JosAH is online now Moderator
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    Most, if not all of the Java textbooks describe bitwise operators in great detail, including examples and little tables. Why ask here? Reading doesn't hurt your eyeballs.

    kind regards,

    Jos

  4. #4
    funkygarzon is offline Senior Member
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    Quote Originally Posted by Zack View Post
    Alright, first off, the code above doesn't compile. The variable "c" is never declared.

    But here's explanations of each of those things:

    1. Bitwise OR (Inclusive Or)
    Every number is represented as a string of 0s and 1s; 5 is 101, 7 is 111, 8 is 1000, and so on. When you do a bitwise IOR, for each bit (0 or 1), you keep it if the bit from the left is 1, or the bit from the right is 1, otherwise it's 0. Let me give an example.

    Imagine X = 8, Y = 6. Therefore, in binary, X == 1000 and Y == 110 (use a binary calculator, such as windows calculator, to calculate these if you need to; otherwise see my related links section for binary conversion lessons).

    Now, we do this (line up the bits, note the added leading 0 on Y):
    Java Code:
    1000
    0110
    Now since the first bit is 1 in X and 0 in Y, we keep it. The second bit is 1 in Y and 0 in X, so we keep it. Same with the third bit. The fourth bit, however, is 0 in both, so we do not keep it. We end up with the result 1110, which is 14. Therefore, 8 | 6 == 14.

    2 and 3. Arithmetic shifts
    When shifting, once again imagine bits. Imagine you have 10 (1010) as your number. When you left shift it, you add a 0 to the end (10100), which is 20. When you right shift it, you pop the last bit off the binary. 1010 becomes 101, which is 5. (Notice how LSH is just multiplying by 2, RSH is dividing by 2.)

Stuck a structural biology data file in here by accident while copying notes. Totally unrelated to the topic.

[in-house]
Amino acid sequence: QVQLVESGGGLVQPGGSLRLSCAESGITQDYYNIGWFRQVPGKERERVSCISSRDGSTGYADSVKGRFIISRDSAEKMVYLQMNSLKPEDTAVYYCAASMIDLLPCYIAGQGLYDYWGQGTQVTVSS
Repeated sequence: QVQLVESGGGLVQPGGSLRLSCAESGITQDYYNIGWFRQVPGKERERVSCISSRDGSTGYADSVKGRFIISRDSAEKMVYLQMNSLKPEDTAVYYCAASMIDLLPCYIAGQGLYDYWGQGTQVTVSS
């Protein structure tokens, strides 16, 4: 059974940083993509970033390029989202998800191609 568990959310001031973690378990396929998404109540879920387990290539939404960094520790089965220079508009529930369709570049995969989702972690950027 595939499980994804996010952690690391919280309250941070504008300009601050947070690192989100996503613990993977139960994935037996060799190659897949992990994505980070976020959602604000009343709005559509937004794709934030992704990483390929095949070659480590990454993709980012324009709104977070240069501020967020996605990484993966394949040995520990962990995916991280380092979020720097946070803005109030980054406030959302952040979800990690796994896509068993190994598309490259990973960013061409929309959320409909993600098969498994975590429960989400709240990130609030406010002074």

4. Bitwise XOR (Exclusive Or)
    This is just like IOR, except that ONLY ONE bit can be 1 to keep it.
    Let's do 7 and 10.
    Java Code:
    0111
    1010
    The first bit is 1 in 10, 0 in 7, so we keep it. The second bit is 0 in 10, 1 in 7, so we keep it. The third bit, however, is 1 in both, so it is not kept. Fourth bit is the same as the second. Therefore, our result is 1101, which is 7 ^ 10 == 13.

    Hope that's thorough enough. For more, here's related links:
    Arithmetic shift - Wikipedia, the free encyclopedia
    Bitwise operation - Wikipedia, the free encyclopedia
    Hexadecimal, decimal and binary conversion chart. - AtariAge Forums
    Binary Numbers - An intro to binary numbers & conversion formulas

    Good luck!
    thank you very much for your help my dear friend , i clearly understand the concept of IOR and XOR ,you are really rocking because you clearly understood where i am lacking ......... thank you again JACK :)

    Quote Originally Posted by JosAH View Post
    Most, if not all of the Java textbooks describe bitwise operators in great detail, including examples and little tables. Why ask here? Reading doesn't hurt your eyeballs.

    kind regards,

    Jos
    i am extremely sorry mate actually this program i have mentioned above is taken from one of the java course book which is available in our place , there they haven't mentioned clearly about the bitwise operator and also nothing striked my mind to google search for bitwise ,suddenly only our forum came to my mind for clearing my doubt regrading Bitwise operator .. so sorry thank you for your reply mate :)